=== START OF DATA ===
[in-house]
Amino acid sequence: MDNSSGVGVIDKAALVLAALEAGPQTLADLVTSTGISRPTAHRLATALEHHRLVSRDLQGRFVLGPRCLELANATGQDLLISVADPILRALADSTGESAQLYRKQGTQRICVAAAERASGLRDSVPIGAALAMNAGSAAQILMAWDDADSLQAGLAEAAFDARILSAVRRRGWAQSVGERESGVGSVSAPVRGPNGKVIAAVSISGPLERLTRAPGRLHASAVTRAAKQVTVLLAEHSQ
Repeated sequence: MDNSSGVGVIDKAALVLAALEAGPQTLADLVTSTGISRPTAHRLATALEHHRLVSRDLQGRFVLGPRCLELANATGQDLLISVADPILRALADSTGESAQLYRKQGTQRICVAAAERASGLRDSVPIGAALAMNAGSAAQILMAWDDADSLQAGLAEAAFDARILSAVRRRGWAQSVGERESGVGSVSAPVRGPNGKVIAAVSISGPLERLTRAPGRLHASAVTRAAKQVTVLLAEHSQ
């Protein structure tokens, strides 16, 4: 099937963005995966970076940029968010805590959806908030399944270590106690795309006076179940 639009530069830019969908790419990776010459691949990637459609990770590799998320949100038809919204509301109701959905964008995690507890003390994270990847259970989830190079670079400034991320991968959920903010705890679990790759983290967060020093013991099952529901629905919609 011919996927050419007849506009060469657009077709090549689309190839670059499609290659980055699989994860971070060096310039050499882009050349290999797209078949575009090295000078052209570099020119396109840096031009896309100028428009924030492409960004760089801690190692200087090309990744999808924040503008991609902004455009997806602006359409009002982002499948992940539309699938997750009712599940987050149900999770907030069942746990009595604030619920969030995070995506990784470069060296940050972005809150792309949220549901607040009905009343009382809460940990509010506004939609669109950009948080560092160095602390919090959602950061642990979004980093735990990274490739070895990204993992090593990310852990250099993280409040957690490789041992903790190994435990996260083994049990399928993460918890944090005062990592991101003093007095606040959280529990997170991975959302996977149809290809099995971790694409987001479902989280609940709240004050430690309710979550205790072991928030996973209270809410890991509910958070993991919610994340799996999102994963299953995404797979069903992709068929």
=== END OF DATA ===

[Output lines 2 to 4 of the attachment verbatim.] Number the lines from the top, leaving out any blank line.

Amino acid sequence: MDNSSGVGVIDKAALVLAALEAGPQTLADLVTSTGISRPTAHRLATALEHHRLVSRDLQGRFVLGPRCLELANATGQDLLISVADPILRALADSTGESAQLYRKQGTQRICVAAAERASGLRDSVPIGAALAMNAGSAAQILMAWDDADSLQAGLAEAAFDARILSAVRRRGWAQSVGERESGVGSVSAPVRGPNGKVIAAVSISGPLERLTRAPGRLHASAVTRAAKQVTVLLAEHSQ
Repeated sequence: MDNSSGVGVIDKAALVLAALEAGPQTLADLVTSTGISRPTAHRLATALEHHRLVSRDLQGRFVLGPRCLELANATGQDLLISVADPILRALADSTGESAQLYRKQGTQRICVAAAERASGLRDSVPIGAALAMNAGSAAQILMAWDDADSLQAGLAEAAFDARILSAVRRRGWAQSVGERESGVGSVSAPVRGPNGKVIAAVSISGPLERLTRAPGRLHASAVTRAAKQVTVLLAEHSQ
């Protein structure tokens, strides 16, 4: 099937963005995966970076940029968010805590959806908030399944270590106690795309006076179940 639009530069830019969908790419990776010459691949990637459609990770590799998320949100038809919204509301109701959905964008995690507890003390994270990847259970989830190079670079400034991320991968959920903010705890679990790759983290967060020093013991099952529901629905919609 011919996927050419007849506009060469657009077709090549689309190839670059499609290659980055699989994860971070060096310039050499882009050349290999797209078949575009090295000078052209570099020119396109840096031009896309100028428009924030492409960004760089801690190692200087090309990744999808924040503008991609902004455009997806602006359409009002982002499948992940539309699938997750009712599940987050149900999770907030069942746990009595604030619920969030995070995506990784470069060296940050972005809150792309949220549901607040009905009343009382809460940990509010506004939609669109950009948080560092160095602390919090959602950061642990979004980093735990990274490739070895990204993992090593990310852990250099993280409040957690490789041992903790190994435990996260083994049990399928993460918890944090005062990592991101003093007095606040959280529990997170991975959302996977149809290809099995971790694409987001479902989280609940709240004050430690309710979550205790072991928030996973209270809410890991509910958070993991919610994340799996999102994963299953995404797979069903992709068929």